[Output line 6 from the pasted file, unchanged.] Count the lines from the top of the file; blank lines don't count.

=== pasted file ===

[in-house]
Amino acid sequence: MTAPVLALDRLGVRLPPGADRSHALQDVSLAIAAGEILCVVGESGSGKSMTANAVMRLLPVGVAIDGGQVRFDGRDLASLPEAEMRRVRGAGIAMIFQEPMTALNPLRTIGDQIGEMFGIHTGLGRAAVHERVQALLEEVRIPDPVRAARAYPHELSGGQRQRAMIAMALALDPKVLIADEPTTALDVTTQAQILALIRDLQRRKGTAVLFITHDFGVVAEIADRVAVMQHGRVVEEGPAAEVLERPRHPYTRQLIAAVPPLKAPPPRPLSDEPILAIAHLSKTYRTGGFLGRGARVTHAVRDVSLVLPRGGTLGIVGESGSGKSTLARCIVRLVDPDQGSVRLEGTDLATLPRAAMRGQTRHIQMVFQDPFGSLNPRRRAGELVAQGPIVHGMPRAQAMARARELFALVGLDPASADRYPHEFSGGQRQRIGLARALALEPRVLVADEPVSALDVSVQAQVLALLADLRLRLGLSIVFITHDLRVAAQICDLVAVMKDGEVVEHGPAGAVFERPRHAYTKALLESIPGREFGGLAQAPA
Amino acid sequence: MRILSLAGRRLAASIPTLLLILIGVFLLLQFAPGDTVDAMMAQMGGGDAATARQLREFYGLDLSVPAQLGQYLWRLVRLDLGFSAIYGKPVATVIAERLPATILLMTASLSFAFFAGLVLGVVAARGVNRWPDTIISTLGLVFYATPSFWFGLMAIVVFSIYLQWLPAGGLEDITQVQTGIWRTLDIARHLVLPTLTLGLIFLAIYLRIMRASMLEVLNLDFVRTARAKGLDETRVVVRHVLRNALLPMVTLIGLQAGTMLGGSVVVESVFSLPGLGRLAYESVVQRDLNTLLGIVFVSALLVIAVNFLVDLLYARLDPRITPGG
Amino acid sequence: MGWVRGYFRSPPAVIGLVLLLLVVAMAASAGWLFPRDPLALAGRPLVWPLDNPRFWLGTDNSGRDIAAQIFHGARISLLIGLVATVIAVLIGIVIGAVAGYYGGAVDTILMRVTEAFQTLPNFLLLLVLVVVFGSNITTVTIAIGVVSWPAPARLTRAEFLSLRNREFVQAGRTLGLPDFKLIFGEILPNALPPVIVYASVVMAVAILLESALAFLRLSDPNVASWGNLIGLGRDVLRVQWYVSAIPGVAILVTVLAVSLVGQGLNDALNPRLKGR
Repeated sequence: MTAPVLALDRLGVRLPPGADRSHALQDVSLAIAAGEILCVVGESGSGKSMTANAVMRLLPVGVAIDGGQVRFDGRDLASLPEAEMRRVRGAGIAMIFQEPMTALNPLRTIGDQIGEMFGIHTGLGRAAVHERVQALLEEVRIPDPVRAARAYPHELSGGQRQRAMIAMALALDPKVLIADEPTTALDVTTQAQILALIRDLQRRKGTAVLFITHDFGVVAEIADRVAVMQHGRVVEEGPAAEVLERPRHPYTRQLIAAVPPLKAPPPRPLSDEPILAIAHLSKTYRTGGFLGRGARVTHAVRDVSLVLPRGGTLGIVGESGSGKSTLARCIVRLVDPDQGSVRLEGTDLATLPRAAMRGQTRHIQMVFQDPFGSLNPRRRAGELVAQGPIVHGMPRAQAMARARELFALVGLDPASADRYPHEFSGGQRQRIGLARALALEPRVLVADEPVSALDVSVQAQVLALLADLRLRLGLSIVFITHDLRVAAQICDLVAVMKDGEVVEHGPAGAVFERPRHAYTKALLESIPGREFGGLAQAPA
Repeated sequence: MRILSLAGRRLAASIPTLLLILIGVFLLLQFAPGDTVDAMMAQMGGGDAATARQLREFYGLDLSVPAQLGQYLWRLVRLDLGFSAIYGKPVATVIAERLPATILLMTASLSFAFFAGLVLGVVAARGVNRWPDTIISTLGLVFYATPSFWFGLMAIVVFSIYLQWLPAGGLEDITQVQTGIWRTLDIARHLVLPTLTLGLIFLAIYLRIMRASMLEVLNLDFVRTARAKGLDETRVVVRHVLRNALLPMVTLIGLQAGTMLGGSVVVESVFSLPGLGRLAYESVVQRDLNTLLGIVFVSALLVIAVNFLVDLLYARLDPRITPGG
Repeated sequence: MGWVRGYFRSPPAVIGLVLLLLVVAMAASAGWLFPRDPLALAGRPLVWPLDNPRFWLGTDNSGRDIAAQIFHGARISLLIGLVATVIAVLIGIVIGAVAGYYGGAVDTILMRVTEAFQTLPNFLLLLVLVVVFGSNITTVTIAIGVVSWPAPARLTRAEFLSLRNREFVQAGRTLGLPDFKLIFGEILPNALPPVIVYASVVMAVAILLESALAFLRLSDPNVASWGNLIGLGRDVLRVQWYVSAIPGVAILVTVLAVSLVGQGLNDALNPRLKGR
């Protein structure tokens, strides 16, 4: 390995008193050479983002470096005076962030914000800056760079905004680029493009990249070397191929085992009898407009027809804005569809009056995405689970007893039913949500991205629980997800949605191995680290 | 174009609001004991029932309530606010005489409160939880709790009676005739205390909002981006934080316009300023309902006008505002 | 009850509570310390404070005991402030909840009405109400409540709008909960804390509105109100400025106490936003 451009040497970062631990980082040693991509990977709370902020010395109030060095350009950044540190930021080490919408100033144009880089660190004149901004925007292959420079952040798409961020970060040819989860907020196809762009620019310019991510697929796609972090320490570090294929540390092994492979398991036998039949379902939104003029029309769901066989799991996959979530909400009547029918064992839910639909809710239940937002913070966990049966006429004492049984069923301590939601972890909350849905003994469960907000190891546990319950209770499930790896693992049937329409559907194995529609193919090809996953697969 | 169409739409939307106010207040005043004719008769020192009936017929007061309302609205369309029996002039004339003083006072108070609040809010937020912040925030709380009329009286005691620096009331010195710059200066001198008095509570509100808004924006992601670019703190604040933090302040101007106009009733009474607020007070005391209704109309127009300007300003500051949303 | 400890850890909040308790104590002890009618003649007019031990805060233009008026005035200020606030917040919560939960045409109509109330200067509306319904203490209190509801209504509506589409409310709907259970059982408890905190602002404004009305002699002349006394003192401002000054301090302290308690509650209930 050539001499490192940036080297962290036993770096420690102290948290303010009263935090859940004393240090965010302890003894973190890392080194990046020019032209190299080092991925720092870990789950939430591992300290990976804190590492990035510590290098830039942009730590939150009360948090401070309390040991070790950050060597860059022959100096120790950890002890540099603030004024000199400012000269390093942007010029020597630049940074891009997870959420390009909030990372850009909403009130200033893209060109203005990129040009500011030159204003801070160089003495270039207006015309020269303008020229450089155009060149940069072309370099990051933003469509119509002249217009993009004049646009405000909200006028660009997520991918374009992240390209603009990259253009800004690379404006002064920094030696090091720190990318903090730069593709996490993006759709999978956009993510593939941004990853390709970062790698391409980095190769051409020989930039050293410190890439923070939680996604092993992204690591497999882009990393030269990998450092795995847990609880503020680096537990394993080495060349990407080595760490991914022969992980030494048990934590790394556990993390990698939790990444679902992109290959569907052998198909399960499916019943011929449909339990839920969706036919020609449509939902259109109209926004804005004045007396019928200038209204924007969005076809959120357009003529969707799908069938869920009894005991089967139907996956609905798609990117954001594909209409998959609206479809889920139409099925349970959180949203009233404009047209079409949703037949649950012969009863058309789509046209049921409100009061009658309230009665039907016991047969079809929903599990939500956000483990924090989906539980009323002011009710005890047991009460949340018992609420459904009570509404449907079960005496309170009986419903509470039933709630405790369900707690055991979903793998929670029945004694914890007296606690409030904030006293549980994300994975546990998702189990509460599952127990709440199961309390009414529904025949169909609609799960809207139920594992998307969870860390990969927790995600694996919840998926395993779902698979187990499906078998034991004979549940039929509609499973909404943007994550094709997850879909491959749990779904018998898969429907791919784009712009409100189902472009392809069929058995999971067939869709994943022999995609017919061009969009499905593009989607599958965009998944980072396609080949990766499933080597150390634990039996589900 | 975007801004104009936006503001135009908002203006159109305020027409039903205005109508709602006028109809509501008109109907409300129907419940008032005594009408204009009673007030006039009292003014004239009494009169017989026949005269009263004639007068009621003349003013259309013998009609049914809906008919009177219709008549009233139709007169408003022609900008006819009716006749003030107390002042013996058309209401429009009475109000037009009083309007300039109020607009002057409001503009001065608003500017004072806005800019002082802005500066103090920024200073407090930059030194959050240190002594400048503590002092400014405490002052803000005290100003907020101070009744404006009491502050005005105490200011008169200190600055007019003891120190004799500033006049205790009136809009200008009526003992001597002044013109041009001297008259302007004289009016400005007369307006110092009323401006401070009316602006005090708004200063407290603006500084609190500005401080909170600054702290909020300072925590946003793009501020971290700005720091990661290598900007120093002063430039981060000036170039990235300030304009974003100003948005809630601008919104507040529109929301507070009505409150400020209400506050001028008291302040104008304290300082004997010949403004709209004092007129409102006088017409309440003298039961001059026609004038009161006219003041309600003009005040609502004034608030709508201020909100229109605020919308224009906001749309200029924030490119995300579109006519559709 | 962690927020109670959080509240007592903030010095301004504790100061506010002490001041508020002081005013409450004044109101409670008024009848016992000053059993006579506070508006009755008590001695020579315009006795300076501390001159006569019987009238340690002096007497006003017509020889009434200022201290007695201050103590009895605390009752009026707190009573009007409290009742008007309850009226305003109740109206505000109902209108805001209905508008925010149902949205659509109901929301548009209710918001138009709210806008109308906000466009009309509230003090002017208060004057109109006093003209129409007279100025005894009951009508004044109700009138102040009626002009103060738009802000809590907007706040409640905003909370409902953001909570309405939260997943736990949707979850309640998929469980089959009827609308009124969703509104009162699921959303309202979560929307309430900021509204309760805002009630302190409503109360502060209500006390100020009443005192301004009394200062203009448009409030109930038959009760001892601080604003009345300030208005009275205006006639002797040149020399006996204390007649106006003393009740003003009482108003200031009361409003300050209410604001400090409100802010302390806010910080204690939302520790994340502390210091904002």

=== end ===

Repeated sequence: MRILSLAGRRLAASIPTLLLILIGVFLLLQFAPGDTVDAMMAQMGGGDAATARQLREFYGLDLSVPAQLGQYLWRLVRLDLGFSAIYGKPVATVIAERLPATILLMTASLSFAFFAGLVLGVVAARGVNRWPDTIISTLGLVFYATPSFWFGLMAIVVFSIYLQWLPAGGLEDITQVQTGIWRTLDIARHLVLPTLTLGLIFLAIYLRIMRASMLEVLNLDFVRTARAKGLDETRVVVRHVLRNALLPMVTLIGLQAGTMLGGSVVVESVFSLPGLGRLAYESVVQRDLNTLLGIVFVSALLVIAVNFLVDLLYARLDPRITPGG